Introduction: 3D Printed Tablet Holder
I use a Samsung Nook tablet to read eBooks. I found that when reading an eBook, I was always accidentally touching the screen and flipping pages when I did not mean to. This was mostly due to my large fingers and the small border on the tablet. It was also uncomfortable to hold the tablet for long periods of time. For these reasons I designed a holder for my tablet that would keep my fingers away from the screen and could be easily held by either or both hands. Above are some pictures of the tablet holder that I designed, with and without the tablet.
I designed the tablet holder using OpenSCAD. I use OpenSCAD because I have been a programmer for nearly fifty years and OpenSCAD feels to me like writing a program to create a 3D object that I can print.
All the files for this project are available on GitHub. The download includes STL files for the Samsung Nook tablet holder, the Amazon Fire HD tablet holder, Google Nexus 7 tablet holder and the OpenSCAD source code so that you can customize it to fit your tablet. The Samsung Nook tablet holder requires a print bed size of at least 200mm. The Amazon Fire HD holder requires a print bed size of at least 250mm.
I was able to print the Samsung Nook tablet holder on an XYZ Da Vinci 1.0 printer and the Amazon Fire HD holder on a Prusa i3 MK2S printer. If your print bed is too small to fit the holder for your tablet, I have some suggestions you can try in the last step.
Before attempting to make one of these holders you should be familiar with how to slice an STL file and how to print it on your 3D printer. I will not be covering these steps.
Step 1: Tablets
Tablets come in different sizes and are usually specified by the diagonal size of the screen. The width, thickness and border (the area surrounding the screen on the face of the tablet) are values that can be easily changed in the OpenSCAD source code to customize the holder to fit your tablet. I designed the tablet holder to fit my Samsung Nook tablet. I then re-wrote it to make it more modular and to allow me to make holders for some of my friends who have Amazon Fire HD tablets. The final version of the code will allow you to easily customize the code to make a holder to fit your tablet. The only consideration is, will it fit on your 3D printer.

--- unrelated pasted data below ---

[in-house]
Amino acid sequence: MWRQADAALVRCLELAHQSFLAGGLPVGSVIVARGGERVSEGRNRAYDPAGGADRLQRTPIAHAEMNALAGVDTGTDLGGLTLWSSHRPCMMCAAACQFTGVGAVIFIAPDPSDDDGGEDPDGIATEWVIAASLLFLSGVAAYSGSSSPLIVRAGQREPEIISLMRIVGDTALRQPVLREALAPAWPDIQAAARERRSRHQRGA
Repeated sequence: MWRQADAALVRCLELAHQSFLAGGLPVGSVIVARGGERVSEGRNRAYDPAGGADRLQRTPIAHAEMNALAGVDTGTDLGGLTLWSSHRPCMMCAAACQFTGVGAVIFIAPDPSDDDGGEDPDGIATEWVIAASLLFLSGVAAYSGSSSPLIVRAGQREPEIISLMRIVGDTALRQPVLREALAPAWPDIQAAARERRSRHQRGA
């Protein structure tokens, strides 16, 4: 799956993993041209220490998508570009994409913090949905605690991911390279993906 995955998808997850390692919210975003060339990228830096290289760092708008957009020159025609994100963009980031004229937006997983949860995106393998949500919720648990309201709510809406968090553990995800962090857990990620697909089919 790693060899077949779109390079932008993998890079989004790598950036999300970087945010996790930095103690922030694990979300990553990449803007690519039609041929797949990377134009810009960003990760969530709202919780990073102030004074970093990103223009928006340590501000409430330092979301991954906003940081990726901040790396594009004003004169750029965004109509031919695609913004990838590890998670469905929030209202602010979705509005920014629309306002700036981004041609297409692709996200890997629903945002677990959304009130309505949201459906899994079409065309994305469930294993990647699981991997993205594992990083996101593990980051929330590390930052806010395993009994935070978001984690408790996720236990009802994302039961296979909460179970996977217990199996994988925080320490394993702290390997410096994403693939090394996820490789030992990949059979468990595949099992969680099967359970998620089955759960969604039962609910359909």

As a general rule of thumb, if your 3D printer has a bed size of 200mm you should be able to print a holder for a seven inch tablet. The holder for the Amazon Fire HD (10 inch tablet) requires a print bed of 250mm. To be exact, your print bed will need to be larger than 83mm + the width of your tablet. The holder is designed to hold tablets in the vertical (portrait mode) orientation.
The holder was designed to lay flat on the print bed. Supports need to be turned on in your slicer (Everywhere if using the Prusa slicer). If supports are not enabled then the holder will not print properly.
If you can use one of the provided STL files for the Samsung Nook tablet, Amazon Fire HD tablet or the Google Nexus 7 tablet then you do not need to go any further. Just load the STL file that fits the tablet that you have into your slicer, slice it with supports turned on and then print it on your printer or send it to a commercial 3D printing site and have them print it for you.
Step 2: How to Install and Use OpenSCAD
You will need to download and install OpenSCAD to make a custom tablet holder. You can download OpenSCAD for your computer here. Download the appropriate version for your operating system. If you are using Windows then you have a choice of a .exe installer or a .zip file. The .exe installer can be run directly after downloading. The .zip file will need to be unzipped before you can run the installer. Both methods will install OpenSCAD, so there is no real difference between them.
Use the link here to go to GitHub and download the zip file for this project.
This is not a primer on how to use OpenSCAD to design 3D models. I will walk you through how to load and where and what to modify to customize this project to fit your tablet. This is not a tutorial on how to use your computer. It is assumed that you know how to create, save and copy files and how to browse to find a file on your computer.
Once you have OpenSCAD installed you are ready to customize the code to fit your tablet. Double click on the OpenSCAD icon to start OpenSCAD.